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Principles & Policies for Managing Human Resources

2.4.1.  Rating & Ranking


POLICY STATEMENT

The selection board documents its ratings of each candidate and ranks candidates in order of merit after considering the information from all assessment methods with the exception of reference checks.

INTENT            

To ensure a consistent and transparent approach to assessing candidates.

POLICY APPLICATION

To arrive at a rating decision for a candidate, the selection board reviews information from all assessment methods with the exception of reference checks and decides, by consensus, the degree to which each candidate meets each selection criterion.

Ratings are expressed in a numerical scale from 0 – 10. Candidates’ ratings on each criterion are recorded separately. Numerical ratings are multiplied by the criterion’s weight to calculate a weighted score. 

A corporate rating guide has been established. In using the rating guide, the Selection Board is required to:

  • exercise discretion in the assignment of points to candidates based on sound judgment and the principles of merit, fairness and equity.
  • review information from all assessment methods and decide, by consensus, the degree to which each candidate meets each selection criterion and express the relativity between candidates in the ratings.

Because a candidate’s ratings are subject to disclosure in a selection appeal, the selection board must ensure that with the exception of reference checks the ratings reflect all assessment information, not only interview assessments.

PRACTICES

Applying the rating scale

The Selection board chair oversees the preparation of the Staffing Framework document which includes any conditions of employment, how employment equity is to be factored into the selection process, the selection criteria, the weight assigned to each criterion, the assessment methods that will measure each criteria and the recruitment strategy.

The rating scale ranges from 0 – 10. The “5” on the rating scale represents the satisfactory - “meets” level (i.e. the qualifications, experience and abilities in relation to the criterion meet the minimum requirement for adequate performance on this aspect of the position). The satisfactory – “meets” level should be determined by the selection board for each selection criteria and articulated in the competition file. This facilitates a fair and consistent evaluation of each candidate, and thus reduces bias. It also serves as a tool for explaining the results of the competition to candidates.


Preventing bias in rating candidates

There are several ways to prevent bias in the staffing process:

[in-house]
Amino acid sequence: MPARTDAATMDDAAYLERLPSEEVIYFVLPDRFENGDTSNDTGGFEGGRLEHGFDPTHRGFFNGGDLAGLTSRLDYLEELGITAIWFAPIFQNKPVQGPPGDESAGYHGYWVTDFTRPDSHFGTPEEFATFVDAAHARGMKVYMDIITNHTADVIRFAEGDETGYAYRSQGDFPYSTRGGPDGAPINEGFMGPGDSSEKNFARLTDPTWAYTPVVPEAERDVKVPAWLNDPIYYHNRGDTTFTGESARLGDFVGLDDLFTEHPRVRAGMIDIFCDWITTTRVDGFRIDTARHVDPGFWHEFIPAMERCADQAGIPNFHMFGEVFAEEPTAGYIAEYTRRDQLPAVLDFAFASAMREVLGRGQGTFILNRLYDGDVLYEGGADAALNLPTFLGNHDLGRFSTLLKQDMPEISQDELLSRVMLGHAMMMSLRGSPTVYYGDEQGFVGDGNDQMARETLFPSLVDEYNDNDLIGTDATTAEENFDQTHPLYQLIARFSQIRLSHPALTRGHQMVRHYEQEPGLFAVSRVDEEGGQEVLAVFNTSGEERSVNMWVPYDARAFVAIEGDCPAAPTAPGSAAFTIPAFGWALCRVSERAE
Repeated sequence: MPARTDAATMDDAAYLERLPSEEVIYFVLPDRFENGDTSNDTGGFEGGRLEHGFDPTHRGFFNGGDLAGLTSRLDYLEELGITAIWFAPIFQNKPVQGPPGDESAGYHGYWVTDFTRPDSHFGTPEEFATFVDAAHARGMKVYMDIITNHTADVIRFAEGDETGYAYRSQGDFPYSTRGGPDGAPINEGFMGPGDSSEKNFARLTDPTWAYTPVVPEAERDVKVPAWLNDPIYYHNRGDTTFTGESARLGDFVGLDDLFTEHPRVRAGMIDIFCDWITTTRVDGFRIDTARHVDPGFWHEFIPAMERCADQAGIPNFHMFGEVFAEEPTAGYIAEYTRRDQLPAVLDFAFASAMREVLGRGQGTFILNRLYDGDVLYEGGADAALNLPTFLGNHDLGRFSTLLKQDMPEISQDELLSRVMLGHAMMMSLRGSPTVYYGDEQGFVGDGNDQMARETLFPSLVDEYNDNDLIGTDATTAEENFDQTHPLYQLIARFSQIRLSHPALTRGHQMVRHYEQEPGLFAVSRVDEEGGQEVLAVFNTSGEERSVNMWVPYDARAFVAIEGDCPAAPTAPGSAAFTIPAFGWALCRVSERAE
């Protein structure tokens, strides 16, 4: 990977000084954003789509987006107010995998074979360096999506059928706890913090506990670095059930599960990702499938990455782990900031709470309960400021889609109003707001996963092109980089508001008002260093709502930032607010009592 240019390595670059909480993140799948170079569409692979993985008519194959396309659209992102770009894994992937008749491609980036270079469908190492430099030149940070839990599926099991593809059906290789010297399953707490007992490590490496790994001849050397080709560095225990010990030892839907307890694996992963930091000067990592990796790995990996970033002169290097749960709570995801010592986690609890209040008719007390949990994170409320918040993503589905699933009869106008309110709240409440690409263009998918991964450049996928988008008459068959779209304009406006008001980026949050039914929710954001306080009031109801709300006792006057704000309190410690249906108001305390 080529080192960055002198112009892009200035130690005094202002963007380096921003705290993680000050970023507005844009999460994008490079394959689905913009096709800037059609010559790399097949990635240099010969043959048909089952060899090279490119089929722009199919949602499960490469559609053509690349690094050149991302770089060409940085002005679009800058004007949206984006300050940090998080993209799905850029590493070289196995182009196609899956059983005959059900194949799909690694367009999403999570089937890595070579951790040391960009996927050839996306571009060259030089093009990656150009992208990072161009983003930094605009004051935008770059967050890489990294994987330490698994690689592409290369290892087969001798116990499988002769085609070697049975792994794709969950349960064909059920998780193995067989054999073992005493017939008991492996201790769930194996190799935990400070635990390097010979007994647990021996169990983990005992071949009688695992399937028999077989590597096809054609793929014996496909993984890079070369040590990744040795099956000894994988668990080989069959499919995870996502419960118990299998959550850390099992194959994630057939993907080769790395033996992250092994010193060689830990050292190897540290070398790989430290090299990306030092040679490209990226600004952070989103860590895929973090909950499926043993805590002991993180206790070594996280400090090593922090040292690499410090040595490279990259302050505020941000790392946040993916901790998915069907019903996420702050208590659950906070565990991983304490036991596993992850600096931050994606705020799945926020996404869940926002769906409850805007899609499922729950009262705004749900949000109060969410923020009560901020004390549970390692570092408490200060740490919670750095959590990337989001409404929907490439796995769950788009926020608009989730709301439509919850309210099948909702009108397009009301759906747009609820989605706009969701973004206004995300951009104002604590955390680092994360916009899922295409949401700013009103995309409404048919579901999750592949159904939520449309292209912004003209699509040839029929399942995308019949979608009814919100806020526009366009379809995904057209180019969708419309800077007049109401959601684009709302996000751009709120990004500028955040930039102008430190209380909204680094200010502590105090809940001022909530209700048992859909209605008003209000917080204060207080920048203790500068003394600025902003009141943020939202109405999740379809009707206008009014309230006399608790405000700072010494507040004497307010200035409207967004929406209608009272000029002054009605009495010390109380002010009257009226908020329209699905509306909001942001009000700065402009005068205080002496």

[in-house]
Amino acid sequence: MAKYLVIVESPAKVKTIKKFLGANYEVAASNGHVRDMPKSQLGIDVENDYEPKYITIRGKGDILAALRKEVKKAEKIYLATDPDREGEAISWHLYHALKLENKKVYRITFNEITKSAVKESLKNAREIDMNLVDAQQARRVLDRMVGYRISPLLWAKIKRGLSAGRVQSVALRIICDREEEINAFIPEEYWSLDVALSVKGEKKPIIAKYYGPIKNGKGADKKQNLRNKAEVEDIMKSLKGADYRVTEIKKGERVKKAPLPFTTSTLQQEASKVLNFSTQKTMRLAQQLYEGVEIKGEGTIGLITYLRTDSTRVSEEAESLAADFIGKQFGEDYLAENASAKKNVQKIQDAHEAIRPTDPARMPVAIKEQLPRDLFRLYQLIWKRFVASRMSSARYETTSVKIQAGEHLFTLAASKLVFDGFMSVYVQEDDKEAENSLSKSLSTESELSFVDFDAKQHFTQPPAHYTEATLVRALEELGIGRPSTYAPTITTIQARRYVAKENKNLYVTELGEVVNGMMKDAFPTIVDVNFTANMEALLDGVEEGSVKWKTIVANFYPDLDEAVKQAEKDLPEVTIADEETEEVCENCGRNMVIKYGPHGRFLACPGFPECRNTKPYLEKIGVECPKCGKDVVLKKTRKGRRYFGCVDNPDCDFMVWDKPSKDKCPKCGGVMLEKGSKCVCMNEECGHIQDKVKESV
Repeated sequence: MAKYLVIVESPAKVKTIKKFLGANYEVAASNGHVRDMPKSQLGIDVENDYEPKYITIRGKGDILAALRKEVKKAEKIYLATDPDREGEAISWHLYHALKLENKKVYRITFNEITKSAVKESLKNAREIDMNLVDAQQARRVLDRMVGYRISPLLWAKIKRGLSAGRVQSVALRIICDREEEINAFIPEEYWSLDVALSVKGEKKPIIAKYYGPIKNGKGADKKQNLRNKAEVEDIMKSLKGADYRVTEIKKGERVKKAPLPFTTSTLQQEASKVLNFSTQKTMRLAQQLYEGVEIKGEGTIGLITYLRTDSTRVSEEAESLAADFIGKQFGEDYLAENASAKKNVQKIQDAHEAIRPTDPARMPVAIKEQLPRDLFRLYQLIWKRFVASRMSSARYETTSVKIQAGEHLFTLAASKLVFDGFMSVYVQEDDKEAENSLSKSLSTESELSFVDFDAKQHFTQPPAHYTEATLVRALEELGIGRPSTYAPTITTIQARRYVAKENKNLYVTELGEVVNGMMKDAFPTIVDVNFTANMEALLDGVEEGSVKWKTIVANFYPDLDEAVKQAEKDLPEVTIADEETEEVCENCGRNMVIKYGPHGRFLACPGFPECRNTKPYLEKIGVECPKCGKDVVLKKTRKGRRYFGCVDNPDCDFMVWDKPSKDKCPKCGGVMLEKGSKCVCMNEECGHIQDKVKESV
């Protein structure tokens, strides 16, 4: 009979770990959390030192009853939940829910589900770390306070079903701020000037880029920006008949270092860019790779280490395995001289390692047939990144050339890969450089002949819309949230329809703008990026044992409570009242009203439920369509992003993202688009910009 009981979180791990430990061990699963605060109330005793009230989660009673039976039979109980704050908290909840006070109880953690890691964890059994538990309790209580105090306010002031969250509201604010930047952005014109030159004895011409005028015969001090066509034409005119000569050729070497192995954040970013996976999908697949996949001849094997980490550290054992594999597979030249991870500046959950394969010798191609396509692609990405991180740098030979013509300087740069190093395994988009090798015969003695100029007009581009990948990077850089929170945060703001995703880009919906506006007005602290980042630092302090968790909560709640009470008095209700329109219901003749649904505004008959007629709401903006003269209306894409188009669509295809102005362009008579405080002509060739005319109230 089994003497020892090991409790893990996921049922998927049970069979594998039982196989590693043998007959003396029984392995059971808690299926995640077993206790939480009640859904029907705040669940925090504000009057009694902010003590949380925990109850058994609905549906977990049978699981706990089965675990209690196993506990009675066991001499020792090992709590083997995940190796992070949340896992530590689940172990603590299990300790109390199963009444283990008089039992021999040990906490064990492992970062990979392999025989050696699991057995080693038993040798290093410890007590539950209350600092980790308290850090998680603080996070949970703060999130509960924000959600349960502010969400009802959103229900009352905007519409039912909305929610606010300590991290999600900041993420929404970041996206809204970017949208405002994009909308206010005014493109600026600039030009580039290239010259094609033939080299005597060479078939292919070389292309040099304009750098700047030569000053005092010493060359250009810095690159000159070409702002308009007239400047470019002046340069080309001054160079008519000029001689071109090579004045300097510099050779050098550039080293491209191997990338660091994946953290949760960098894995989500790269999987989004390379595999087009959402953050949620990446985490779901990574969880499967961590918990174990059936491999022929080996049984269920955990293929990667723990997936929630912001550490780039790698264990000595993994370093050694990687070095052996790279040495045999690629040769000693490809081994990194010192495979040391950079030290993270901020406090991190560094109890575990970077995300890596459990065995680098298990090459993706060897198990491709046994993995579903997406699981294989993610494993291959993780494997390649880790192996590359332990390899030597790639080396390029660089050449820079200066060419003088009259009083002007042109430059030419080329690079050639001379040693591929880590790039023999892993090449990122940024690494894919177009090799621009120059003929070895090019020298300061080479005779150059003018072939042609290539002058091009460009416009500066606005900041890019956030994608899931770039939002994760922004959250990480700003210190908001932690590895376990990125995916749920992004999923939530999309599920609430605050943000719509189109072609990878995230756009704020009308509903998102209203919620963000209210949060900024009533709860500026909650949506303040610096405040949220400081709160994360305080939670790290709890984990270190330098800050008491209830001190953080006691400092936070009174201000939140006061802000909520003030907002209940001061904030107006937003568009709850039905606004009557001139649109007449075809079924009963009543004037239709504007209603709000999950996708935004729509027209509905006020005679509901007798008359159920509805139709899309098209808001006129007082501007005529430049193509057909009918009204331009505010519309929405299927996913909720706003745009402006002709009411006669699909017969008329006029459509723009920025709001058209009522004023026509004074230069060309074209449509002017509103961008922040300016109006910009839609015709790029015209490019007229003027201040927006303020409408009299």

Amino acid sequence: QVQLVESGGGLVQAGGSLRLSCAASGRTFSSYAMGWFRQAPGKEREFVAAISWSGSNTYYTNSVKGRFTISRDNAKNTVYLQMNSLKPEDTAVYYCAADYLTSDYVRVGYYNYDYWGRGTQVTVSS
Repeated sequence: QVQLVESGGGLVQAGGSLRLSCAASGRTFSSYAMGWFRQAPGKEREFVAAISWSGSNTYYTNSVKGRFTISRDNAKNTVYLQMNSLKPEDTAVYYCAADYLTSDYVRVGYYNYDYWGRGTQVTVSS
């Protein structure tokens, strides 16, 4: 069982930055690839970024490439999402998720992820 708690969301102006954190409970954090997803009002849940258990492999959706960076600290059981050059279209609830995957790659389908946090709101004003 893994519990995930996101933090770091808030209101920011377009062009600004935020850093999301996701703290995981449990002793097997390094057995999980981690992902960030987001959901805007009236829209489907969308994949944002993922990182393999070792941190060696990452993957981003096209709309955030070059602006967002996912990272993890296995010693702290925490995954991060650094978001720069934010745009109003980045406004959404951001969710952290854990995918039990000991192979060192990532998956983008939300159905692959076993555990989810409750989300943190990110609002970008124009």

• ensure selection criteria are work-related and bona fide
  • complete staffing framework document before posting the position
  • ensure that the satisfactory – “meets” level for each criterion is established, and represents the minimum requirement for adequate performance on that aspect of the position.
  • structure interviews to ask each candidate the same questions in the same order
  • use a variety of methods to assess the quality of past experience or performance. See also Assessing Candidates Policy 2.3.2
  • achieve consensus in rating each candidate

Factoring employment equity in selection

Employment equity is factored only once in the selection process. The assigned weight will be equal to the highest weighted essential criterion.  In rating, of Employment Equity criterion, the "meets" value on the rating scale shall be given to a candidate from a designated group. A candidate who belongs to more than one designated group is awarded the same points in rating as a candidate who belongs to only one designated group.

Preference or Designated for one or more equity groups can be applied as a special measure in the recruitment process. For further information see the Employment Equity in Staffing Policy 2.1.3 and Assessing Candidates Policy 2.3.2.

Factoring veterans’ preference in selection

Veteran status is a consideration in all competitions where it is deemed to be in the public interest. Veteran status is factored into the selection process by identifying it as a specific criterion. The assigned weight will be equal to the highest weighted essential criterion. For further information see the Veterans’ Preference Policy 2.4.3.

Ranking candidates

The selection board integrates findings from the assessment methods to produce ranking considerations. Using this information, the selection board first identifies those candidates who have met the minimum requirements for all the essential selection criteria. Normally, candidates who meet the essential selection criteria are given further consideration. The selection board then applies the competitive test to these candidates and determines the rank order of merit after balancing all factors related to all selection criteria and their relative weights.